There was a lot of news yesterday. From faraway, it was mostly good: a Florida appeals court granted a new trial to Marissa Alexander, the African-American woman, tried by the same prosecutor as He Who Will Not Be Named, who lost her
stand-her-ground defense and wound up sentenced to 20 years for shooting a warning shot at her restraining order ignoring ex-husband.
Closer to home on I-95, a New Jersey judge paved the way for same-sex marriage in that state.
I knew about those before leaving for rounds yesterday, but quickly discovered that there was local news, too. VERY local. The go-to street we take to either North Forest or Main Street was lined with cop cars. I'd heard no sirens, but such a meetup is very unusual around here. On the way home, most of the cruisers were gone but news trucks were in their place as reporters did their standups out in front of a house not a dozen doors from here.
By early afternoon, we knew what had happened:
Police cruisers swarmed the neighborhood as Amherst police descended on 107 Dawnbrook, a small brick ranch where a man and woman in their 80s have lived quietly for years.
An ambulance drove by before the neighbors’ worst fears came to pass. They saw an unmarked van pull up to the home and one man who they believed to be a coroner enter the home. Two gurneys, covered but with the outlines of bodies on them, were then taken out of the home and put into the vehicle.
Amherst police labeled the situation an “apparent murder/suicide” and said two deceased people were found in the home. They declined to elaborate and withheld the identities pending notification of next of kin.
From other news reports and a little research, I'm honestly not sure if they've got any. We each drive by that home at least once a day, but I can't remember ever seeing anyone coming or going. They appear to be of the generation of original owners from around 1960, who moved here when the houses (like ours) first went up and never left. The husband has a fairly clearly Germanic name, and I found a reference to him being naturalized as a U.S. citizen here back in 1951. I'd never heard of either of them.
The problem, perhaps, is that around these parts, you really don't hear anything. If you read that entire article I linked to, the word "quiet" appears at least four times. An immediate neighbor was interviewed for the piece: “It’s a perfect neighborhood,” she said. “It’s a quiet, idyllic suburban neighborhood.”
After over 19 years here, I'd have to agree- to a point. Because quiet is not always a good thing.
At least twice in the past several years before yesterday, police have been called to investigate deaths under suspicious circumstances. The first, just three doors around the corner from us, was of a coke-crazed young man who planted himself through a front window to his instant death; not sure if it was the fall or the blow that caused it. More recently, several houses down from that, an older woman, living alone, just couldn't take it anymore and took her own life. One of our dearest neighbor friends lives across the street from that house. We don't know, at least not completely, what the "it" was she couldn't take anymore, but our society's emphasis on privacy, and self-reliance, makes such events far less shocking once the bright light of hindsight gets let in.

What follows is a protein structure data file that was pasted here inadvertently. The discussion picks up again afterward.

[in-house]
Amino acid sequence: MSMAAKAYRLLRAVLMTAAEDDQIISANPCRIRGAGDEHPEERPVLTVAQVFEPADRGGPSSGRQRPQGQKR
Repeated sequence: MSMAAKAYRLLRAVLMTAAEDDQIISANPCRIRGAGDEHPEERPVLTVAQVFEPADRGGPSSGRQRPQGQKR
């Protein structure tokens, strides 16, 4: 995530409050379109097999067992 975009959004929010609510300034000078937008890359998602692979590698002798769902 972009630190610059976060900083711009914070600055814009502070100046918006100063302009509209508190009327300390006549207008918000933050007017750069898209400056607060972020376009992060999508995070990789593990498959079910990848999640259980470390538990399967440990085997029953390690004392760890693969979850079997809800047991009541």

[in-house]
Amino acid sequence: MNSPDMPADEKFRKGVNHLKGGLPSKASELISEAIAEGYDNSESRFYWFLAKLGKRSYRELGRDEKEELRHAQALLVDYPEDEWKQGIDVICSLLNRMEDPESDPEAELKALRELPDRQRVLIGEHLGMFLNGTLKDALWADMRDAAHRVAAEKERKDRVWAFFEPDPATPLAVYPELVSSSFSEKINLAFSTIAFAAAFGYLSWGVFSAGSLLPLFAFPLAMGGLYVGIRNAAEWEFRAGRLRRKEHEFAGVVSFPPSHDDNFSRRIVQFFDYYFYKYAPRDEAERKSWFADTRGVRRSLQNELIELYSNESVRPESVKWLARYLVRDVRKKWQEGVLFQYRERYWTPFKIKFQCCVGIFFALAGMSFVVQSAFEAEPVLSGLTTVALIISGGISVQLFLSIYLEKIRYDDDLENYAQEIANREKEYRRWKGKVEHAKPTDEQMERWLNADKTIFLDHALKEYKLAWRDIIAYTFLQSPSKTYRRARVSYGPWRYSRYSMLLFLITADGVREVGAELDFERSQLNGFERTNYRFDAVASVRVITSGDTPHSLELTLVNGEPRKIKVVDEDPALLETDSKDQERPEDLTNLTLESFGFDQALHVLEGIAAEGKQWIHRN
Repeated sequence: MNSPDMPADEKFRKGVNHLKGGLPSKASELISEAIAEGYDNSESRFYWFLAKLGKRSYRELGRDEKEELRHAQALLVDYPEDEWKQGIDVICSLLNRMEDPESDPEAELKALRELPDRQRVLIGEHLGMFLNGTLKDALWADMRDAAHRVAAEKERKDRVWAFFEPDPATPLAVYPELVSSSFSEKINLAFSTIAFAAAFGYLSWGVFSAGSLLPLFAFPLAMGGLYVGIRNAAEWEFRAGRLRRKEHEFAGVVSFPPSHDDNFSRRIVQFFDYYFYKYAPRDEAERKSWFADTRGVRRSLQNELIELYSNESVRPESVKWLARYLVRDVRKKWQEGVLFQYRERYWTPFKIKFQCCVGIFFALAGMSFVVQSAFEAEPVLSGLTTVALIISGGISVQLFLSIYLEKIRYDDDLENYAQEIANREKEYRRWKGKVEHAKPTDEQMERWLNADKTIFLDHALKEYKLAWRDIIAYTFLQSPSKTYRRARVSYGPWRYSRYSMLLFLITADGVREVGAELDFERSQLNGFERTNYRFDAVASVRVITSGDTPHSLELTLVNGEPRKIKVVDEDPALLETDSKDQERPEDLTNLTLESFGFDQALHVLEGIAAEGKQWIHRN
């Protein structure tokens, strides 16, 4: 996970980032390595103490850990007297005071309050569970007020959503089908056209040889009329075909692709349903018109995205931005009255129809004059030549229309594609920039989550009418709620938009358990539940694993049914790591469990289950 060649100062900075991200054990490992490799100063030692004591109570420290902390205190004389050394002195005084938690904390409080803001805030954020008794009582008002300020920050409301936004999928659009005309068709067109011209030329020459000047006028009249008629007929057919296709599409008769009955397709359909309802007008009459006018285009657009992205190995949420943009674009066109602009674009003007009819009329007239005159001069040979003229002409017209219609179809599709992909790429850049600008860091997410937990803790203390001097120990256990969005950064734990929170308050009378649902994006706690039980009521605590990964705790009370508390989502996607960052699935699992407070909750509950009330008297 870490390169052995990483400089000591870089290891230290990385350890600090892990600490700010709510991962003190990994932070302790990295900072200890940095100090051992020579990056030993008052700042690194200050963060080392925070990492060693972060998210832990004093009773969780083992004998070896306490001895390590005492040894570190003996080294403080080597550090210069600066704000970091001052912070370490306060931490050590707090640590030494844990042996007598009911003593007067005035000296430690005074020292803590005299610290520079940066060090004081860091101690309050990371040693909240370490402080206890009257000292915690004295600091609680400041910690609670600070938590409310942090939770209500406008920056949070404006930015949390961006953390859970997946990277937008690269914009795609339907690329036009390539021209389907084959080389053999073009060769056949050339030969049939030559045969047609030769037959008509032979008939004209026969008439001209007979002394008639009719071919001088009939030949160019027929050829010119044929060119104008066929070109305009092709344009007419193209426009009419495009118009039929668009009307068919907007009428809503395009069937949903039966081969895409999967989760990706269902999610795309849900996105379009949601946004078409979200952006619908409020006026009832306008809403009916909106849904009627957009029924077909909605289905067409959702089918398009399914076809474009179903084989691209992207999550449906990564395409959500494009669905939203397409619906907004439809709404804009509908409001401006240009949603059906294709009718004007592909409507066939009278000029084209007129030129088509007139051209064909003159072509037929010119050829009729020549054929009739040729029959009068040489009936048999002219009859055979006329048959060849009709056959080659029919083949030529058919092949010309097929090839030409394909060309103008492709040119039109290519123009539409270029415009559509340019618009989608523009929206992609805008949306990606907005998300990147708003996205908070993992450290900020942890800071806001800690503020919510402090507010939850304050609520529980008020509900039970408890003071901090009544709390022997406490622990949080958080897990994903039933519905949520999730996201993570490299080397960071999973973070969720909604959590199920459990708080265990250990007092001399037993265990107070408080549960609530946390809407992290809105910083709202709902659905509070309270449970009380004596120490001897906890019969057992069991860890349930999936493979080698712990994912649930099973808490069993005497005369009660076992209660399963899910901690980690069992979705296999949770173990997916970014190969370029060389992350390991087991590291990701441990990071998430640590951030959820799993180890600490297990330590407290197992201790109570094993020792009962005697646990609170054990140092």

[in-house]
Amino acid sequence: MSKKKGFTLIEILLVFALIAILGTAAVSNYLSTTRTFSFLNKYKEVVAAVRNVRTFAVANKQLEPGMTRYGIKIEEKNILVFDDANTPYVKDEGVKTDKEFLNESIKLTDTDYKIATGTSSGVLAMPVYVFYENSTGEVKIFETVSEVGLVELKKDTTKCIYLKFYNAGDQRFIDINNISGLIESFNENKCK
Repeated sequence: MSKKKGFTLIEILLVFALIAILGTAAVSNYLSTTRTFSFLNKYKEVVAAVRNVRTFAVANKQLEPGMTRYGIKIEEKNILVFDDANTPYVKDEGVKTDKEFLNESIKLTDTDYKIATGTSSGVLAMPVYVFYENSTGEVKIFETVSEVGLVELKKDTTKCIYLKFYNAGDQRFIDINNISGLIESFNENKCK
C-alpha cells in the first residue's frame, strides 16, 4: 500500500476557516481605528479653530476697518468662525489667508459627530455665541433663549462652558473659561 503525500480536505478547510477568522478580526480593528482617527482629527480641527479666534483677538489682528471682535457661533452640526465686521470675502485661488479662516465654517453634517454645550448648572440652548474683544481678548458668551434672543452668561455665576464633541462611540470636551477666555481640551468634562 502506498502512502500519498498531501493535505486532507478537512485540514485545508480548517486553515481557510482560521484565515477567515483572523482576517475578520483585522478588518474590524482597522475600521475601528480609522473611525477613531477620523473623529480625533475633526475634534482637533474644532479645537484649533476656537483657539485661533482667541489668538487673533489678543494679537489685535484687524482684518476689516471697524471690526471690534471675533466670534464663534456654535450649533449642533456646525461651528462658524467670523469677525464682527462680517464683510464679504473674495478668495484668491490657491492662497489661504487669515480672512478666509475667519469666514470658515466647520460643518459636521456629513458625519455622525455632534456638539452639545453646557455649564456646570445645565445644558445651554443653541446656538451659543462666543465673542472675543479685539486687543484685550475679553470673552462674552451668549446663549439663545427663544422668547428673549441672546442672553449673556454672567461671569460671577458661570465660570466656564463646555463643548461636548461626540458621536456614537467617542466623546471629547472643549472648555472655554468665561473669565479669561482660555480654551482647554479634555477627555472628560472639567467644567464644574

So, probably, was the case yesterday. The wife had been diagnosed with something- the stories don't say, but the inference is that it was bad. They did have a caregiver who came by in the mornings, but something clearly snapped in at least one of their minds that led to the husband (if not both of them) deciding that this was the only way.
For my part, I offer only total speculation about one factor, but it wouldn't surprise me. This neighborhood has been fairly hot for real estate sales in the past year. Listings that used to take months now go like hotcakes in a few weeks, even homes that need a lot of repairs and updates- you can tell after the fact, when the new owners move in just before (or sometimes after) the major roof, HVAC and other big-time contractors set up their dumpsters and do years worth of deferred repairs.
But that's not the factor. No, before they arrive, and usually right before the closing, comes the Estate Sale. It's always called that, even though the owners are often still very much alive, but they have far more of a cachet under that name with bargain hunters and antique dealers than a "moving sale" ever does. At least two homes within a stone's throw of this couple's house sold, and had estate sales, within the past several weeks. First, the vultures come to lock up the premises, tag everything that isn't nailed down with a price, and put up their come-hither signs on (usually) Friday or Saturday of the given week. Then, the hordes show up. Parking is near impossible, and driving through these armies of looky-looing SUVs is a major pain, even for a car as small as Iggy. Then, when the last knick has been knackered, the crew kicks the unsold stuff to the curb, for urban treasure hunters to pick over until the sanitation department finally shows up the following Thursday. I've written here before about the sadness that I feel, seeing such pieces of lives well-lived relegated to commerce and then ragamuffin-picking- and none of it is our stuff.
I wonder if this couple had been friends with those who recently departed, saw the inevitability of their lives going that way as well, with an Elderberry Estates Active Senior Community looming in their futures, and they just took the quickest and easiest way they could find to say "No."
It does make me more determined to know more about the people of all ages here- those who remain from the old days as well as the n00bs slowly taking their places- so this place will never, EVER be that frighteningly "quiet" for either of us.
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